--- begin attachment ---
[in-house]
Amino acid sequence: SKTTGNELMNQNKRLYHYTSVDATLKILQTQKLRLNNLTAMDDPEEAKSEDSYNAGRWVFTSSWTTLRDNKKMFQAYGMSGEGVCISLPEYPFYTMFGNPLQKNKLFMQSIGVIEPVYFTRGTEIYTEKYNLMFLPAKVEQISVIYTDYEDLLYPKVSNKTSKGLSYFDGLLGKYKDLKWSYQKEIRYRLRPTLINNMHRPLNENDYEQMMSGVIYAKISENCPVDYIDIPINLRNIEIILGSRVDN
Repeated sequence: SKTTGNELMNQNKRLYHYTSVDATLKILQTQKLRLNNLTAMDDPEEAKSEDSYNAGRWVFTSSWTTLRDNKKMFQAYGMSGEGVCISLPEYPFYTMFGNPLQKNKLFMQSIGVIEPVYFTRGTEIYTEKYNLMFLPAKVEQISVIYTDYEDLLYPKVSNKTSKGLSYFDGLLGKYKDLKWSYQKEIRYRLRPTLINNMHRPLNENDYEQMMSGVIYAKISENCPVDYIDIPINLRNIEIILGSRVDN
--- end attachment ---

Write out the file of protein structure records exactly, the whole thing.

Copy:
[in-house]
Amino acid sequence: SKTTGNELMNQNKRLYHYTSVDATLKILQTQKLRLNNLTAMDDPEEAKSEDSYNAGRWVFTSSWTTLRDNKKMFQAYGMSGEGVCISLPEYPFYTMFGNPLQKNKLFMQSIGVIEPVYFTRGTEIYTEKYNLMFLPAKVEQISVIYTDYEDLLYPKVSNKTSKGLSYFDGLLGKYKDLKWSYQKEIRYRLRPTLINNMHRPLNENDYEQMMSGVIYAKISENCPVDYIDIPINLRNIEIILGSRVDN
Repeated sequence: SKTTGNELMNQNKRLYHYTSVDATLKILQTQKLRLNNLTAMDDPEEAKSEDSYNAGRWVFTSSWTTLRDNKKMFQAYGMSGEGVCISLPEYPFYTMFGNPLQKNKLFMQSIGVIEPVYFTRGTEIYTEKYNLMFLPAKVEQISVIYTDYEDLLYPKVSNKTSKGLSYFDGLLGKYKDLKWSYQKEIRYRLRPTLINNMHRPLNENDYEQMMSGVIYAKISENCPVDYIDIPINLRNIEIILGSRVDN